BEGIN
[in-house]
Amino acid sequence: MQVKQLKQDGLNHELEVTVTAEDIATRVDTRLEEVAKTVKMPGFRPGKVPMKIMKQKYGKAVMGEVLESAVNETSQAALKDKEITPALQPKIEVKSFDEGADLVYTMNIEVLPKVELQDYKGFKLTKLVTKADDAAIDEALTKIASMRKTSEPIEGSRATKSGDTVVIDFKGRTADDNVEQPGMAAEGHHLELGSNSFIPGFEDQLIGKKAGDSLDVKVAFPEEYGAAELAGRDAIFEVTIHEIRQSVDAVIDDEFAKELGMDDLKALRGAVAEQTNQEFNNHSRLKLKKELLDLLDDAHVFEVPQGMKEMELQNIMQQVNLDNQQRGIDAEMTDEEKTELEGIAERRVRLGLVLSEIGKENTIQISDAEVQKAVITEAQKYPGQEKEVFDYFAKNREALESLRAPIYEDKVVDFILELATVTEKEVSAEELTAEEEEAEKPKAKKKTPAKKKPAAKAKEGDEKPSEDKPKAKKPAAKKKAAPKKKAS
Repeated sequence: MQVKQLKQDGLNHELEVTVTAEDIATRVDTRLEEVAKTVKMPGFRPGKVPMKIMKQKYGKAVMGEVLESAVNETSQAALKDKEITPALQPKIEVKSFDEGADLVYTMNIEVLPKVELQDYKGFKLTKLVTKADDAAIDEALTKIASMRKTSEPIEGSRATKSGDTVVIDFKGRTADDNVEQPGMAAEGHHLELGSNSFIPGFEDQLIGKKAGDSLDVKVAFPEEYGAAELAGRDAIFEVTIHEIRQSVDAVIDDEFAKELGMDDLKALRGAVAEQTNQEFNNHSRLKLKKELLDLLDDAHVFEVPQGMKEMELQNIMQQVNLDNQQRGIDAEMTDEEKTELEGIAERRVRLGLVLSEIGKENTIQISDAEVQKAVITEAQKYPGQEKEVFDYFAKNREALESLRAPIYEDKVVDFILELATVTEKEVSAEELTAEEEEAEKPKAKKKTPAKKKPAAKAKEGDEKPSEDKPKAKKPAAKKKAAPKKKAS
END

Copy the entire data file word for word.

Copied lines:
[in-house]
Amino acid sequence: MQVKQLKQDGLNHELEVTVTAEDIATRVDTRLEEVAKTVKMPGFRPGKVPMKIMKQKYGKAVMGEVLESAVNETSQAALKDKEITPALQPKIEVKSFDEGADLVYTMNIEVLPKVELQDYKGFKLTKLVTKADDAAIDEALTKIASMRKTSEPIEGSRATKSGDTVVIDFKGRTADDNVEQPGMAAEGHHLELGSNSFIPGFEDQLIGKKAGDSLDVKVAFPEEYGAAELAGRDAIFEVTIHEIRQSVDAVIDDEFAKELGMDDLKALRGAVAEQTNQEFNNHSRLKLKKELLDLLDDAHVFEVPQGMKEMELQNIMQQVNLDNQQRGIDAEMTDEEKTELEGIAERRVRLGLVLSEIGKENTIQISDAEVQKAVITEAQKYPGQEKEVFDYFAKNREALESLRAPIYEDKVVDFILELATVTEKEVSAEELTAEEEEAEKPKAKKKTPAKKKPAAKAKEGDEKPSEDKPKAKKPAAKKKAAPKKKAS
Repeated sequence: MQVKQLKQDGLNHELEVTVTAEDIATRVDTRLEEVAKTVKMPGFRPGKVPMKIMKQKYGKAVMGEVLESAVNETSQAALKDKEITPALQPKIEVKSFDEGADLVYTMNIEVLPKVELQDYKGFKLTKLVTKADDAAIDEALTKIASMRKTSEPIEGSRATKSGDTVVIDFKGRTADDNVEQPGMAAEGHHLELGSNSFIPGFEDQLIGKKAGDSLDVKVAFPEEYGAAELAGRDAIFEVTIHEIRQSVDAVIDDEFAKELGMDDLKALRGAVAEQTNQEFNNHSRLKLKKELLDLLDDAHVFEVPQGMKEMELQNIMQQVNLDNQQRGIDAEMTDEEKTELEGIAERRVRLGLVLSEIGKENTIQISDAEVQKAVITEAQKYPGQEKEVFDYFAKNREALESLRAPIYEDKVVDFILELATVTEKEVSAEELTAEEEEAEKPKAKKKTPAKKKPAAKAKEGDEKPSEDKPKAKKPAAKKKAAPKKKAS